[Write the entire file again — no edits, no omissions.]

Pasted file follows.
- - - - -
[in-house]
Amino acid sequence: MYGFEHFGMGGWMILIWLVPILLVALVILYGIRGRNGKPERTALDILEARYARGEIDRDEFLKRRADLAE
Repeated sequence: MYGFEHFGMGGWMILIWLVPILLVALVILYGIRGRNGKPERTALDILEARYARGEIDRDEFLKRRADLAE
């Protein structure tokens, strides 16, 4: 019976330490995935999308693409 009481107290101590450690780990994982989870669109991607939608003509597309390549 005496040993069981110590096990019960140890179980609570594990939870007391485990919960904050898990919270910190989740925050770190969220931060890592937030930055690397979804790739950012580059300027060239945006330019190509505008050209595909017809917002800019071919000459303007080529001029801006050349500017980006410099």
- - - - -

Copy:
[in-house]
Amino acid sequence: MYGFEHFGMGGWMILIWLVPILLVALVILYGIRGRNGKPERTALDILEARYARGEIDRDEFLKRRADLAE
Repeated sequence: MYGFEHFGMGGWMILIWLVPILLVALVILYGIRGRNGKPERTALDILEARYARGEIDRDEFLKRRADLAE
């Protein structure tokens, strides 16, 4: 019976330490995935999308693409 009481107290101590450690780990994982989870669109991607939608003509597309390549 005496040993069981110590096990019960140890179980609570594990939870007391485990919960904050898990919270910190989740925050770190969220931060890592937030930055690397979804790739950012580059300027060239945006330019190509505008050209595909017809917002800019071919000459303007080529001029801006050349500017980006410099």